The motto of the Nascar Hall of Fame in Charlotte, North Carolina, is " this is our sport, this is our house" and what a vast home it is.
Nascar Hall Of Fame is in the centre of Charlotte, North Carolina. A grand hall welcomes visitors where Nascars are presented in a form that shows you how steep the bankings are at tracks across America in the Glory Road exhibit. It ranges from relatively flat tracks in New Hampshire to some of the steepest at Talladega.
Interactive exhibits galore at the Nascar Hall Of Fame
Covering every era since its inception on Daytona Beach up to the multi-million pound industry that it has become, there's the chance to try your hand at changing a wheel in a pit stop timed test, racing against other visitors in your own Nascar as part of a simulated game and discovering the history of the sport.
It's a glamorous, hi-tech venue and you are surrounded by huge video screens highlighting momentus races and even the most popular drivers and celebrities the sport has attracted to sing the national anthem, including pop star Taylor Swift.
If you are thinking about making a day of it and getting food, there's also a cafe on site serving buffalo wings and other treats from the Deep South.
Nascar Hall Of Fame Uptown Charlotte, adjacent to the Charlotte Convention Center.
Parking is at 500 Brevard Street, Charlotte, adjacent to the Convention Center.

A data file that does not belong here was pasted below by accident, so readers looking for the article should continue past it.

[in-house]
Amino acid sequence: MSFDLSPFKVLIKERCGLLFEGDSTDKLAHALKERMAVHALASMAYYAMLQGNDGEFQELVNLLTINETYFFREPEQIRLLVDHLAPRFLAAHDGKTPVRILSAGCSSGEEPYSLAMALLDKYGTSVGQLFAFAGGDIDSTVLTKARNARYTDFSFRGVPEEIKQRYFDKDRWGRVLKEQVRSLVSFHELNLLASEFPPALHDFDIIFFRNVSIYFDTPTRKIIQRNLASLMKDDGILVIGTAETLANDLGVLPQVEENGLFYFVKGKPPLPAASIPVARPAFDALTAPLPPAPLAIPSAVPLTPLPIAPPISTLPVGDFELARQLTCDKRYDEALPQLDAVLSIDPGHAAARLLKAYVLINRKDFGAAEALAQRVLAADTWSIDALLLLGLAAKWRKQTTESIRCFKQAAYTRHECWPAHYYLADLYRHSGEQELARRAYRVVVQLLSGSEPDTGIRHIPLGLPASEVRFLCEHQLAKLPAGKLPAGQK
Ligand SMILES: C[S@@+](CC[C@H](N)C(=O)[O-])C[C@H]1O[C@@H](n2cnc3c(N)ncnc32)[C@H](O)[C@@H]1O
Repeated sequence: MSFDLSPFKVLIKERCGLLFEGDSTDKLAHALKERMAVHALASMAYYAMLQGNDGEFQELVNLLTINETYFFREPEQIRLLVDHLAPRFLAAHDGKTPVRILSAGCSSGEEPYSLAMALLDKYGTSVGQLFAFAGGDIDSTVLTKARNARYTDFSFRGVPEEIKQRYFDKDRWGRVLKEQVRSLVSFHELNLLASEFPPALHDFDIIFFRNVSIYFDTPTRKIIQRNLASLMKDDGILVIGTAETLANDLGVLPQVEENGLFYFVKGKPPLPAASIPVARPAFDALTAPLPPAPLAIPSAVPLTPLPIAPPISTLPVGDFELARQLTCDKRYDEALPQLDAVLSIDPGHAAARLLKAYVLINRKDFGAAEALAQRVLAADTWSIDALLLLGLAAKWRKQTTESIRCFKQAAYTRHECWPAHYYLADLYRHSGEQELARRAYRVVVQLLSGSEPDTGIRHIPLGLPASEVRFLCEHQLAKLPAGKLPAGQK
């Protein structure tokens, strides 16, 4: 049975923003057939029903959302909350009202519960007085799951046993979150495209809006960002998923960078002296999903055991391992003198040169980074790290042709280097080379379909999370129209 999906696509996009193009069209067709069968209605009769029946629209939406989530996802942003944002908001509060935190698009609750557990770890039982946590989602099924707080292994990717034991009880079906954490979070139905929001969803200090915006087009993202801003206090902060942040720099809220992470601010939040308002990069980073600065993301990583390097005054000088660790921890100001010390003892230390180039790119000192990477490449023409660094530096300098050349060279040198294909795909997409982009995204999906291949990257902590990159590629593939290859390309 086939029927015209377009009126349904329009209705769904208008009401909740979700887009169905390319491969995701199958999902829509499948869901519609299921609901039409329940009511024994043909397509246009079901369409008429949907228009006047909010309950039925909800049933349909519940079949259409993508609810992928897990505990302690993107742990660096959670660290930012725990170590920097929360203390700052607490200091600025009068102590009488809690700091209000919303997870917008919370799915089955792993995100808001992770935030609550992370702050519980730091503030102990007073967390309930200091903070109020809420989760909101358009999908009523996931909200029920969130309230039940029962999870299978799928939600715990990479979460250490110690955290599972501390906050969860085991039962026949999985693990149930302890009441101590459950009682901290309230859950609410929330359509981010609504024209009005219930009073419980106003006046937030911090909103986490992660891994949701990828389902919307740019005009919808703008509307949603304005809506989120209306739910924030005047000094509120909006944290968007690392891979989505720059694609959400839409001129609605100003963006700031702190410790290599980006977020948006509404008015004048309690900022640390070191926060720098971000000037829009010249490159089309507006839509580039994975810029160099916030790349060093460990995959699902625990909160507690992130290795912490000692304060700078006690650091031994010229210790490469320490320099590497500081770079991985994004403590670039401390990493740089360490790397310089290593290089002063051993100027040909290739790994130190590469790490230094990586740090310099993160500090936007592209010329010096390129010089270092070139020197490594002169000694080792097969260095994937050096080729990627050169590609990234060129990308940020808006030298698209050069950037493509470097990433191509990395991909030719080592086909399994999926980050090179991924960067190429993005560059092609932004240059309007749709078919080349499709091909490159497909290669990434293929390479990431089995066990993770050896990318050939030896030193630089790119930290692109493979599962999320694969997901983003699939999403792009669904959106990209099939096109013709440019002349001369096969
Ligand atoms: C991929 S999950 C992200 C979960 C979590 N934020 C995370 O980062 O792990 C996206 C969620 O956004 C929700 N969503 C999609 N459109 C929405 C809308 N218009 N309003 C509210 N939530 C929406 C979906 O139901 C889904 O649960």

Open daily from 10am – 6pm.
Entry costs Adult $19.95, Senior (60 ) $17.95, Military $17.95, Children aged five to 12 $12.95.
3. BMW Museum at BMW Welt/BMW World - Germany
BMW Welt in Munich is an ultra modern museum featuring more than 120 of BMW's best cars, motorbikes and engines.
BMW World is housed in an ultra modern, sleek building in Munich.
It's housed in a clean, modern building, cleverly designed to fit around the motor exhibits. Although it is in Germany, curators are used to getting international visitors so there are translations in German and English (and other languages).
Founded in 1973, this was one of the first ever brand museums and was redesigned and expanded in 2008. That successful expansion means this is now one of the most comprehensive motor museum for a car brand in the world.
BMW's motorsport history is included in the museum.
Visitors can enjoy deep insights into the car firm's tradition, along with the present and future of the BMW brand.
Motorbikes, road cars and specialist motorsport varieties are all given equal billing throughout this huge complex next to the Olympic Park in Munich.
BMW World (BMW Welt) is in Munich, Germany.
In particular, there's a great presentation of motorbikes where they are all laid out on top of each other on a glass wall. In this House of Motorcycles section, it describes how BMW motorcycle manufacturing developed at the production sites in Munich between 1923 and 1969, and then at Berlin-Spandau from 1969 to the present time. There are more motorbikes within the House Of Motorsport too, which includes BMW's Formula One involvement.